Next: Manuel. Let’s talk about Manuel. There were hints that this guy was kind of manipulating Horace and Zara and some faeries, and he was running the show behind the scenes. But…that’s never clarified, or confirmed, and if it was a hint at him being our next “big bad,” honestly whatever. He’s annoying, obnoxious, and a total coward. But for whatever reason, he got page time and his own POV. Which leads me to my next point.

What is it with giving everyone and their dog a POV. I was waiting for Will Herondale to start narrating as a ghost, it was absurd. There were probably just under 20 different narrators, and they switched so often that I barely had a grasp on the story. And they were unnecessary. And they blended together. It’s difficult for me to tell Julian’s POV from Emma’s from Mark’s from Helen’s from Cristina’s from Kieran’s…and so on. I barely had any idea who was talking at any given point, and I realized almost immediately that I didn’t care.

Let’s discuss Mark, Kieran, and Cristina. Call it what you want, I actually liked the “hot faerie threesome” going on, as Emma called it. Because it’s different from what we usually see in YA, where the love triangle ends and leaves one person sad—not so with this one. That said, there were points when I couldn’t distinguish Mark and Kieran from Will and Jem, with Cristina being Tessa. The pretty speeches they made, her distress, gah. And it was pretty clear that Mark and Kieran were chill with the whole threesome thing, given their faerie blood (because human blood means we’re genetically coded for monogamy of course), but Cristina never seemed to realize that they wanted the relationship to be the three of them. Which didn’t make sense to me because didn’t CC go on and on about how the Rosales’ know sooooo much about faeries? How has she not been able to pick up on the fact that faeries don’t view love the way humans do? Whatever. They were cute, it was (fairly) new, and Cristina was level-headed enough to be productive and balance her angst. It was by far my favorite ship, but it was kind of a “least hated” situation.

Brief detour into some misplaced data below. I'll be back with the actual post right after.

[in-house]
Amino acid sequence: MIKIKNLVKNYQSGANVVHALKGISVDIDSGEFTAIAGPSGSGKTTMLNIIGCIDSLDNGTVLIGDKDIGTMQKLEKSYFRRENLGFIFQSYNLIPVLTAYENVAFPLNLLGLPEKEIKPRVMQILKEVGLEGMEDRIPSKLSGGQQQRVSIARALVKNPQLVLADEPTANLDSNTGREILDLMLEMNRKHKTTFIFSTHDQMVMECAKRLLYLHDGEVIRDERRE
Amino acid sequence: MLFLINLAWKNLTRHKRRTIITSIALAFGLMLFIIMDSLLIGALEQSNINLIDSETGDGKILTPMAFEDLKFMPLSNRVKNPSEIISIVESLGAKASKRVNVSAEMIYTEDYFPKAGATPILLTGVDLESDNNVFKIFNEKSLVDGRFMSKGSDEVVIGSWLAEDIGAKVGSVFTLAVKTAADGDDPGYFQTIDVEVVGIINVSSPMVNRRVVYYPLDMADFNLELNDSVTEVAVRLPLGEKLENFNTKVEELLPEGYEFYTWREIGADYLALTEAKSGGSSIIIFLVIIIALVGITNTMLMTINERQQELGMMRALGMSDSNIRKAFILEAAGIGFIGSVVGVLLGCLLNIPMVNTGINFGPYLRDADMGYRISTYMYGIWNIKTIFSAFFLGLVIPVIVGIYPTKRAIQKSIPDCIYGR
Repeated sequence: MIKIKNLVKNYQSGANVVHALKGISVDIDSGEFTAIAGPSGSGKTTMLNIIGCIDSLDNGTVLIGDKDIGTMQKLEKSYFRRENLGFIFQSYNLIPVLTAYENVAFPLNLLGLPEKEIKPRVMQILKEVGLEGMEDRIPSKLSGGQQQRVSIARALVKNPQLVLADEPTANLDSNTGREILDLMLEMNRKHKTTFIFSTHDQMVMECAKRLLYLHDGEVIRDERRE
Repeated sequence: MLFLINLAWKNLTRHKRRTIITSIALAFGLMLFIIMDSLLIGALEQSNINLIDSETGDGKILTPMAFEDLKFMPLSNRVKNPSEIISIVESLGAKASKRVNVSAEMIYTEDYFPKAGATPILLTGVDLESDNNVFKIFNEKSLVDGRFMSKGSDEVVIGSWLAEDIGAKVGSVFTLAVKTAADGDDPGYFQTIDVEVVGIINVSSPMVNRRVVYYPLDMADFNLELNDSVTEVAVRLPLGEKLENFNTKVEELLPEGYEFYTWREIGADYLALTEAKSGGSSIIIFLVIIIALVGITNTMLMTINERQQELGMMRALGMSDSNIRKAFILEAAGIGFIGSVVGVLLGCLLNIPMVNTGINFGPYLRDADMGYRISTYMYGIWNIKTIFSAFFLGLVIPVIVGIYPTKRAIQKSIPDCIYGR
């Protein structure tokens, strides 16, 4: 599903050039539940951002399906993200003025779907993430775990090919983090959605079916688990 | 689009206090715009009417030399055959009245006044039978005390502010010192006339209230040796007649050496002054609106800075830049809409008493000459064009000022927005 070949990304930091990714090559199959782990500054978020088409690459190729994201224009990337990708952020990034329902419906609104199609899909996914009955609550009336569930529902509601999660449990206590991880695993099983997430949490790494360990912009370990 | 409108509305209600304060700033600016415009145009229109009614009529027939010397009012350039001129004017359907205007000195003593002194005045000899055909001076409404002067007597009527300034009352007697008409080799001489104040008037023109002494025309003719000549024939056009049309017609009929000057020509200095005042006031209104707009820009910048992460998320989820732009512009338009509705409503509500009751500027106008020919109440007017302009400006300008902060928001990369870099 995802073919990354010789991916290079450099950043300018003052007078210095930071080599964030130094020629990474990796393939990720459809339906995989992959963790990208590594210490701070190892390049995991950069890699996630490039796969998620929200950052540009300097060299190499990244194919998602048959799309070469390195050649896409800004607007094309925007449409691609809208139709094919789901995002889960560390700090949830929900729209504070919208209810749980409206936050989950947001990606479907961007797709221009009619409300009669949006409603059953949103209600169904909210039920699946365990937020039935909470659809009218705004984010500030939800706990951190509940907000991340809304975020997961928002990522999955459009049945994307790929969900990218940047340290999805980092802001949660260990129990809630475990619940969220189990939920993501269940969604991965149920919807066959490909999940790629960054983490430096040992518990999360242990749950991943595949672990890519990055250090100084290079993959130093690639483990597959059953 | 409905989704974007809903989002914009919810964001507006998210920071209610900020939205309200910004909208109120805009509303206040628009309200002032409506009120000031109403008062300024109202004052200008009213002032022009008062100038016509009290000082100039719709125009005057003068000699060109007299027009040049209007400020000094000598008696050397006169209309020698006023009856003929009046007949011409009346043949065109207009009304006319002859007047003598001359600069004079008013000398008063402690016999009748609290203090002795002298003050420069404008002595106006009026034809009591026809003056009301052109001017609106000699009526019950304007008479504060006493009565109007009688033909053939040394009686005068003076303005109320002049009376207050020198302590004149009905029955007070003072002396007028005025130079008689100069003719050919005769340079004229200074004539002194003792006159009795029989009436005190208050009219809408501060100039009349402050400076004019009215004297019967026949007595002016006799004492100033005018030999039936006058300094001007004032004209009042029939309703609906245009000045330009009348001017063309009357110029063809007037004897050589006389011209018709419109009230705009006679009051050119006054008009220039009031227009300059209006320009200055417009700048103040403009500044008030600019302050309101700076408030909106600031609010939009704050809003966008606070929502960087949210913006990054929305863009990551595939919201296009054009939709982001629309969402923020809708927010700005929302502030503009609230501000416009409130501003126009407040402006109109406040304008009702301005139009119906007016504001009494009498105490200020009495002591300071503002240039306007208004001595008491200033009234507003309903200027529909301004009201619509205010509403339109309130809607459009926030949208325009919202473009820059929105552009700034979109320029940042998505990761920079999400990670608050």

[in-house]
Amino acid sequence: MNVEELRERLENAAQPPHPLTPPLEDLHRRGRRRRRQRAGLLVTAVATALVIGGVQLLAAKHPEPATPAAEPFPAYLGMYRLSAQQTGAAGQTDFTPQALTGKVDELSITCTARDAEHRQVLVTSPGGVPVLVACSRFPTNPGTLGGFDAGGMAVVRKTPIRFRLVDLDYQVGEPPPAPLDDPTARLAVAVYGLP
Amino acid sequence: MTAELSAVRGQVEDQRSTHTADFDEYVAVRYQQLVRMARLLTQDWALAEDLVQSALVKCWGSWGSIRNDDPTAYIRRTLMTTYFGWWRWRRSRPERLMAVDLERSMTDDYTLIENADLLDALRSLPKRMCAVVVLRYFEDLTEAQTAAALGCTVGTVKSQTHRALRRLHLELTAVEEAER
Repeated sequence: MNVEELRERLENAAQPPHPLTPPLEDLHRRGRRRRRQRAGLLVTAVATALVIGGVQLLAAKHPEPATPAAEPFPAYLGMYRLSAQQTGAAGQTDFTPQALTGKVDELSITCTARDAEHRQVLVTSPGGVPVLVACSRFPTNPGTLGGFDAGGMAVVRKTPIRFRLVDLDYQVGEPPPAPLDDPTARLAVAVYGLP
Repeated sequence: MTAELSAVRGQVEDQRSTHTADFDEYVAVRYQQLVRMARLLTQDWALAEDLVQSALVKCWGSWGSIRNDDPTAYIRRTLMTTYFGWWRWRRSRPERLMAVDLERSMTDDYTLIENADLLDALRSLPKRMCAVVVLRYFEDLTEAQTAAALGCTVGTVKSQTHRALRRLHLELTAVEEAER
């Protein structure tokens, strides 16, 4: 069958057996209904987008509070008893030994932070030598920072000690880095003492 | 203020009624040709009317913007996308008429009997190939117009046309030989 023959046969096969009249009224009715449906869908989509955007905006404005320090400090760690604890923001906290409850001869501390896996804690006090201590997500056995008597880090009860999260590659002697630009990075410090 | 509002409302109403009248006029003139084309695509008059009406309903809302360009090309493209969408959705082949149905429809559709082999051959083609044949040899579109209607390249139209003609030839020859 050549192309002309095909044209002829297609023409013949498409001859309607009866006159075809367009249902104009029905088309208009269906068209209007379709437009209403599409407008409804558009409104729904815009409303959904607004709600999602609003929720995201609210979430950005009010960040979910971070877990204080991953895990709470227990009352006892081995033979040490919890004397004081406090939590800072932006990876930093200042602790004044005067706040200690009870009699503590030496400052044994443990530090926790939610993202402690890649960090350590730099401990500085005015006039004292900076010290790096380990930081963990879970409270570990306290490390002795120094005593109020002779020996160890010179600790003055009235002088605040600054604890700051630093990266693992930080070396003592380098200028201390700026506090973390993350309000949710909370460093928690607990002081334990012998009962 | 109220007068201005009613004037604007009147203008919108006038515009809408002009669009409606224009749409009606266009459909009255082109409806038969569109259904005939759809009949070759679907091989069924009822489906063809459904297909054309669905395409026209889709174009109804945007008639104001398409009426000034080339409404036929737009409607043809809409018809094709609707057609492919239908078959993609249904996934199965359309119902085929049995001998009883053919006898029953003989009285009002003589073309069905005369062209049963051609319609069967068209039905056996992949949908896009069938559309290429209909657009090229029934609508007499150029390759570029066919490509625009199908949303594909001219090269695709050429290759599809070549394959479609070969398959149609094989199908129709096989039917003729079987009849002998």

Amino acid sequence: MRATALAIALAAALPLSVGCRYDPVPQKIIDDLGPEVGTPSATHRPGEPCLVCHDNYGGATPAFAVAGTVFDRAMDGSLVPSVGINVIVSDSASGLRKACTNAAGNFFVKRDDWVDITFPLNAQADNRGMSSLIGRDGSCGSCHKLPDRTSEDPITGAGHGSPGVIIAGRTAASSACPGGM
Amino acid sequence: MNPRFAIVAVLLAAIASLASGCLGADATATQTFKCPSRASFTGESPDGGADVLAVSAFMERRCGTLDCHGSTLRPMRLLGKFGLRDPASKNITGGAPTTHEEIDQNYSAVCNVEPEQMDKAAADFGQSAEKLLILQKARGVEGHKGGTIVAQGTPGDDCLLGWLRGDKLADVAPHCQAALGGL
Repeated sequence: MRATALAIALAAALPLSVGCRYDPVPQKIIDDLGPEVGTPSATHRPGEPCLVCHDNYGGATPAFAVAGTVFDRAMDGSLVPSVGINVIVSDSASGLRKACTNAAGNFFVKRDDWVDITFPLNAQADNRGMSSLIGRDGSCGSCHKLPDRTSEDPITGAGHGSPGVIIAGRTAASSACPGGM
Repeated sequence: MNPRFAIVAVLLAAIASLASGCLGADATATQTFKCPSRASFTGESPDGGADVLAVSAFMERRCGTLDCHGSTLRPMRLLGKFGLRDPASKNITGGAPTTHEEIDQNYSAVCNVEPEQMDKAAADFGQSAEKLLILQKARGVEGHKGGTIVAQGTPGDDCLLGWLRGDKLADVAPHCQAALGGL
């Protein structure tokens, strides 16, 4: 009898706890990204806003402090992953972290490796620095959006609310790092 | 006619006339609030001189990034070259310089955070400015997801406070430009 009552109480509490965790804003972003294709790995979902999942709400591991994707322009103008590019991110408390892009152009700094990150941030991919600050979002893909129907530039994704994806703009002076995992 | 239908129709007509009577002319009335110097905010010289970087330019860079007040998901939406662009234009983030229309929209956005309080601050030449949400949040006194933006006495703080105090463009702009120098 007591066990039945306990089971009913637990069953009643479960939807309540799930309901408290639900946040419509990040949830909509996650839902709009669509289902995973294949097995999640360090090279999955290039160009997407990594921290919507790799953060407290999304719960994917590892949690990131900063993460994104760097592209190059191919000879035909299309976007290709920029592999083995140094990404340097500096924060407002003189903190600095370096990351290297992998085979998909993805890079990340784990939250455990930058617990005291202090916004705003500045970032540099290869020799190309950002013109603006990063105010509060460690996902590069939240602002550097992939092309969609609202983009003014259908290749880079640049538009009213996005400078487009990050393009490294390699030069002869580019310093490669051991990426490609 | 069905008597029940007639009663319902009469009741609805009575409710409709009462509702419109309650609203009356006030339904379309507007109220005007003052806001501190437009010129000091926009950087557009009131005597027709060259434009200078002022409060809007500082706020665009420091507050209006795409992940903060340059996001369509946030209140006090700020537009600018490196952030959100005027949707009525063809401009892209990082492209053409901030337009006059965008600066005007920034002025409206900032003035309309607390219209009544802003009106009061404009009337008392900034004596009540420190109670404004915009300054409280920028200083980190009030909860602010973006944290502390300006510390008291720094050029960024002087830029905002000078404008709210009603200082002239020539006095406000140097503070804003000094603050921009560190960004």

I’m starting to struggle because there were so many characters and I’m losing track of them all, so I think I’m going to wrap it up.


All in all, Queen of Air and Darkness was easily my least favorite Cassandra Clare book, and I say that having suffered through City of Ashes, City of Fallen Angels, and City of Lost Souls. A quick recap:

  1. It’s WAY too long, takes too long to get started, and even when it gets “started,” it’s boring
  2. She recycles a potpourri of plots from her former books
  3. The characters are copy-cuts of each other
  4. It’s BORING
  5. There’s nothing surprising
  6. We were totally lied to: Nothing changes! Whatsoever!
  7. The ending is identical to City of Heavenly Fire’s.

And I can’t say my final piece without majorly spoiling some things, but one of the final scenes in Queen was…mind-boggling. Reader, if you thought we had finished with our “someone with blonde hair wants to claim Clary as his own” angst, oh. Oh you would be wrong.

*If I got something wrong in my review, I am sorry. I’ll admit, I bought the book, read it in a night, and returned it the next day, so I didn’t write this review with an actual copy at my side*

**Another disclaimer: Any issues I have with CC and her books do not relate in any way to how I feel about her readers. I have met so many amazing people through these books, and I don’t want to take their joy away from them. I just feel it’s alright for me to share my opinion, considering CC is a professional. Also: I didn’t go into QoAaD wanting to hate it. But shit happens**